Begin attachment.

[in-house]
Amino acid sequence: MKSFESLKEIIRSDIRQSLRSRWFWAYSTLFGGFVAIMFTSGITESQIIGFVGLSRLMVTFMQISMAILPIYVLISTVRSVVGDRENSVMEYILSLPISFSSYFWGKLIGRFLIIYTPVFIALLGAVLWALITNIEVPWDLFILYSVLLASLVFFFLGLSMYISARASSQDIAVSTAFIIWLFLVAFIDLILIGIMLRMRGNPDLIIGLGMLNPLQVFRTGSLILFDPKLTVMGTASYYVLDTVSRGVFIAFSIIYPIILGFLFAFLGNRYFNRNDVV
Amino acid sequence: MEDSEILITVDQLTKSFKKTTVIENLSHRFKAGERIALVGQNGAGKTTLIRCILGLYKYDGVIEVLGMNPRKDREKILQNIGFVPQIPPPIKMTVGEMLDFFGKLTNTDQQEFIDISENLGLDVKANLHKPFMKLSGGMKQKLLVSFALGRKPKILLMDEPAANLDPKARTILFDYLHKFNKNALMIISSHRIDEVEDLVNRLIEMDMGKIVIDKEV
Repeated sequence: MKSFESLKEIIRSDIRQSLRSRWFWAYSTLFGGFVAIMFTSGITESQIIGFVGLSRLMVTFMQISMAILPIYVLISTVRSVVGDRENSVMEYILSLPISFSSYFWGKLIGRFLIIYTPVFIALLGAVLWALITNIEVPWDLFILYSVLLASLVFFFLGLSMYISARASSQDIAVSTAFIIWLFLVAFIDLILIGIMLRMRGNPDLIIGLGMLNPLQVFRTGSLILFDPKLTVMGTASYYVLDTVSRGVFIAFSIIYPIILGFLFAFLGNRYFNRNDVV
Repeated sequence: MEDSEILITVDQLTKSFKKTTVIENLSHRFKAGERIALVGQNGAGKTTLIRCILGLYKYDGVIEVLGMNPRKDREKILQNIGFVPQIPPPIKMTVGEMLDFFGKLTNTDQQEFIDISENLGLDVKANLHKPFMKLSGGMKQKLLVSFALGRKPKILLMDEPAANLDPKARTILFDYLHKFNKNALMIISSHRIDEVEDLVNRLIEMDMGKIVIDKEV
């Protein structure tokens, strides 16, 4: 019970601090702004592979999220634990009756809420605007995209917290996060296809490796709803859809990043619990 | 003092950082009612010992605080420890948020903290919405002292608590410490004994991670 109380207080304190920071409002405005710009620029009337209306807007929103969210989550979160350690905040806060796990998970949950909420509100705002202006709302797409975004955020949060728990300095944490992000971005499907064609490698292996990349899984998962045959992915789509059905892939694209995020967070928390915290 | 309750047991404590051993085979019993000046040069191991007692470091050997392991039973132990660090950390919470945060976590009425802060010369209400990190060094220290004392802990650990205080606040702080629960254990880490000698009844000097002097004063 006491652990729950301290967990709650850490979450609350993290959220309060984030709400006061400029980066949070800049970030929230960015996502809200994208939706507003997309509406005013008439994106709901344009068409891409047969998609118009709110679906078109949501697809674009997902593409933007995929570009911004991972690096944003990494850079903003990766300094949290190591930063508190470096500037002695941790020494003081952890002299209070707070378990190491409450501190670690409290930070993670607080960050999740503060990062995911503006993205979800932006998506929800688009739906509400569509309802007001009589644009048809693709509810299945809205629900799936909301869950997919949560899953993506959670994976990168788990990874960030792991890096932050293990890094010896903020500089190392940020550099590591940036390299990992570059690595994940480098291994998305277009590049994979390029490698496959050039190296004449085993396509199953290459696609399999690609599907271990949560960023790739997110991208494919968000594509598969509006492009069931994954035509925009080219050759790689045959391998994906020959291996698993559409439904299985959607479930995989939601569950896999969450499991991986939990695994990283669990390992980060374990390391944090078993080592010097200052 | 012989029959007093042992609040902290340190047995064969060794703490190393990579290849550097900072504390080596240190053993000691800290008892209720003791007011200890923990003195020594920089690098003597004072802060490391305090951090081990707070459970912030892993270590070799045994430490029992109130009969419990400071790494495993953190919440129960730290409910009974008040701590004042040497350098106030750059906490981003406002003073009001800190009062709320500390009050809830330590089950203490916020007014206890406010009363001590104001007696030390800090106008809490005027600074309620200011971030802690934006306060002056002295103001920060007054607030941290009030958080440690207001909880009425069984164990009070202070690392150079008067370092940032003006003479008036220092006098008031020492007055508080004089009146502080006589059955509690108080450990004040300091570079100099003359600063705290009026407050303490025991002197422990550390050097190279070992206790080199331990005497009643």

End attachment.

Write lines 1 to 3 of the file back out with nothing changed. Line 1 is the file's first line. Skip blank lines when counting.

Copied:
[in-house]
Amino acid sequence: MKSFESLKEIIRSDIRQSLRSRWFWAYSTLFGGFVAIMFTSGITESQIIGFVGLSRLMVTFMQISMAILPIYVLISTVRSVVGDRENSVMEYILSLPISFSSYFWGKLIGRFLIIYTPVFIALLGAVLWALITNIEVPWDLFILYSVLLASLVFFFLGLSMYISARASSQDIAVSTAFIIWLFLVAFIDLILIGIMLRMRGNPDLIIGLGMLNPLQVFRTGSLILFDPKLTVMGTASYYVLDTVSRGVFIAFSIIYPIILGFLFAFLGNRYFNRNDVV
Amino acid sequence: MEDSEILITVDQLTKSFKKTTVIENLSHRFKAGERIALVGQNGAGKTTLIRCILGLYKYDGVIEVLGMNPRKDREKILQNIGFVPQIPPPIKMTVGEMLDFFGKLTNTDQQEFIDISENLGLDVKANLHKPFMKLSGGMKQKLLVSFALGRKPKILLMDEPAANLDPKARTILFDYLHKFNKNALMIISSHRIDEVEDLVNRLIEMDMGKIVIDKEV